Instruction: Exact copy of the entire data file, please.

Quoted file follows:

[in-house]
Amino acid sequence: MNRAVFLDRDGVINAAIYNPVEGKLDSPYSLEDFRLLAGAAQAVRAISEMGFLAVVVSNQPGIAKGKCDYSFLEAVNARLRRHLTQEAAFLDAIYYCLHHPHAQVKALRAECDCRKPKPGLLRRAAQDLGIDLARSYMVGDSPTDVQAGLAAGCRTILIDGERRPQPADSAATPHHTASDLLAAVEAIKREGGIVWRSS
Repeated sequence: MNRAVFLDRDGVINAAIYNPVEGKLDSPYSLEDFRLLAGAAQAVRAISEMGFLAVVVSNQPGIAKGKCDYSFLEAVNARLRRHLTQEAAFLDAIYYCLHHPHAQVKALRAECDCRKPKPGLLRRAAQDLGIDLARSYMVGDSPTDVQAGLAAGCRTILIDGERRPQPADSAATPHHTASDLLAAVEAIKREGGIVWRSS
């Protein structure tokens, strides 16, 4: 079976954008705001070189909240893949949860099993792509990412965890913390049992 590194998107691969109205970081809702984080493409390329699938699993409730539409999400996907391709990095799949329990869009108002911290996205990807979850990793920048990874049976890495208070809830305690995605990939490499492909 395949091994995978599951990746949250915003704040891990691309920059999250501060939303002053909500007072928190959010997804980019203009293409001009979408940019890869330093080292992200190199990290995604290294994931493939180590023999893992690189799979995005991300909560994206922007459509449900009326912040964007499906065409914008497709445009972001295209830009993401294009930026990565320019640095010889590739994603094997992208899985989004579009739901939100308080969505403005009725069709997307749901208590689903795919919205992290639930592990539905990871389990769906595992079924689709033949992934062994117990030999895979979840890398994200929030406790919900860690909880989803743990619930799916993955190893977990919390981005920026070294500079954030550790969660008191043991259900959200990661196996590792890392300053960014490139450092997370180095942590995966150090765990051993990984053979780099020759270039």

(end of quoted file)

[in-house]
Amino acid sequence: MNRAVFLDRDGVINAAIYNPVEGKLDSPYSLEDFRLLAGAAQAVRAISEMGFLAVVVSNQPGIAKGKCDYSFLEAVNARLRRHLTQEAAFLDAIYYCLHHPHAQVKALRAECDCRKPKPGLLRRAAQDLGIDLARSYMVGDSPTDVQAGLAAGCRTILIDGERRPQPADSAATPHHTASDLLAAVEAIKREGGIVWRSS
Repeated sequence: MNRAVFLDRDGVINAAIYNPVEGKLDSPYSLEDFRLLAGAAQAVRAISEMGFLAVVVSNQPGIAKGKCDYSFLEAVNARLRRHLTQEAAFLDAIYYCLHHPHAQVKALRAECDCRKPKPGLLRRAAQDLGIDLARSYMVGDSPTDVQAGLAAGCRTILIDGERRPQPADSAATPHHTASDLLAAVEAIKREGGIVWRSS
């Protein structure tokens, strides 16, 4: 079976954008705001070189909240893949949860099993792509990412965890913390049992 590194998107691969109205970081809702984080493409390329699938699993409730539409999400996907391709990095799949329990869009108002911290996205990807979850990793920048990874049976890495208070809830305690995605990939490499492909 395949091994995978599951990746949250915003704040891990691309920059999250501060939303002053909500007072928190959010997804980019203009293409001009979408940019890869330093080292992200190199990290995604290294994931493939180590023999893992690189799979995005991300909560994206922007459509449900009326912040964007499906065409914008497709445009972001295209830009993401294009930026990565320019640095010889590739994603094997992208899985989004579009739901939100308080969505403005009725069709997307749901208590689903795919919205992290639930592990539905990871389990769906595992079924689709033949992934062994117990030999895979979840890398994200929030406790919900860690909880989803743990619930799916993955190893977990919390981005920026070294500079954030550790969660008191043991259900959200990661196996590792890392300053960014490139450092997370180095942590995966150090765990051993990984053979780099020759270039």